Democratic Republic of the Congo
The DRC has the third largest population of displaced people. Violence among armed groups, communal enmity, land disputes and rampant sexual violence against women and children continue, especially in several areas of North Kivu, a province also dealing with the current escalating outbreak of Ebola.
In addition to working to fight the current outbreak of Ebola in the DRC, International Medical Corps supports 64 clinics and hospitals throughout northeastern DRC, providing primary healthcare; sexual violence prevention and treatment; and water, sanitation and hygiene support.
Close to three million Ethiopians are displaced throughout the country as a result of internal conflict and drought and flooding cycles. The country also hosts a large and growing refugee population that has been forced to flee armed conflicts in neighboring countries, including Somalia and South Sudan.
International Medical Corps is providing primary health care, mental health care and psychosocial support, nutrition, safe drinking water and hygiene assistance.
Years of armed conflict, sectarian violence and political instability have forced nearly 10 percent of Iraq’s 37 million people from their homes—often more than once. After the outbreak of civil war in neighboring Syria, Iraq became host to hundreds of thousands of Syrian refugees.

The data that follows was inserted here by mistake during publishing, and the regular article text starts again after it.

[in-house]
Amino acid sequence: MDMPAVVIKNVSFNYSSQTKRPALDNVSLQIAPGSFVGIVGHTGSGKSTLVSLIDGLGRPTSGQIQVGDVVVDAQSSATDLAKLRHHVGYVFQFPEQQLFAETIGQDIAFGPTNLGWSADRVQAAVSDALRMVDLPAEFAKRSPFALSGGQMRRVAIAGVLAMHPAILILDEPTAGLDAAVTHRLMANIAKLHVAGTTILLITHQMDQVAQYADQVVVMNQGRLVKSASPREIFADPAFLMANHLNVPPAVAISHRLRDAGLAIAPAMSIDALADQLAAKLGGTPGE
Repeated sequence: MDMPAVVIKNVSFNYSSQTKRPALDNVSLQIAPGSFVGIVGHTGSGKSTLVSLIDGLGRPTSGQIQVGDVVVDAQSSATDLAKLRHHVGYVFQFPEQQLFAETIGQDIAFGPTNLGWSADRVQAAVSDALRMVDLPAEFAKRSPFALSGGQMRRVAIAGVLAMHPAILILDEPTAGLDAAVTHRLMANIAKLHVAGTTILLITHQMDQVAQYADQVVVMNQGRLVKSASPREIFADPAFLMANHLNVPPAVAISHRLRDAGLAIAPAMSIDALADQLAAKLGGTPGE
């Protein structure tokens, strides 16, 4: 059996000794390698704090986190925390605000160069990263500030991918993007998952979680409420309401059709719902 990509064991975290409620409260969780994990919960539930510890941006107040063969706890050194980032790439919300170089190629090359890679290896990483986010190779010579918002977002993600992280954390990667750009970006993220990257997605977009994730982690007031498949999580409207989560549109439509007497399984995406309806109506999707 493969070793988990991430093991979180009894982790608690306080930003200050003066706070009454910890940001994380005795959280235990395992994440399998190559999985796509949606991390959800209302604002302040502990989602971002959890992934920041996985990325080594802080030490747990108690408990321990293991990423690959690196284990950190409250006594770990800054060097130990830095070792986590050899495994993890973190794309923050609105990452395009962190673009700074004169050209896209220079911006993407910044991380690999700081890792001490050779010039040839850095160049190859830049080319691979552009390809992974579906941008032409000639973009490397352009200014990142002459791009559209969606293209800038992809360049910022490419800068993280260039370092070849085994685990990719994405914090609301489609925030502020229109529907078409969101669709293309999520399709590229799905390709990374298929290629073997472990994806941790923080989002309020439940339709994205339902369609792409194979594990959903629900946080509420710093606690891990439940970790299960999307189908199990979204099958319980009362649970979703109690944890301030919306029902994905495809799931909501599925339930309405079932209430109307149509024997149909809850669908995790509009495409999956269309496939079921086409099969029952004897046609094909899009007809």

Since 2014, our efforts have focused on meeting the needs of Syrian refugees and conflict-affected Iraqis in northern and central Iraq as we respond to ongoing violence and insecurity.
Lebanon hosts the largest number of refugees relative to their population. In Lebanon, one in six people is a refugee under the responsibility of UNHCR.
International Medical Corps supports mobile medical units and primary healthcare clinics and dispensaries; provides community healthcare; mental health and psychosocial support; and gender-based violence prevention and protection programs.
At the end of 2017, as many as 249,000 Pakistanis were estimated to be internally displaced. According to United Nations figures just under 1.4 million Afghan refugees were living in the country as of November 2018, though the repatriation process for Afghan refugees continues. Pakistan is plagued by both ongoing instability and recurrent natural disasters that uproot families from their homes and destroy livelihoods.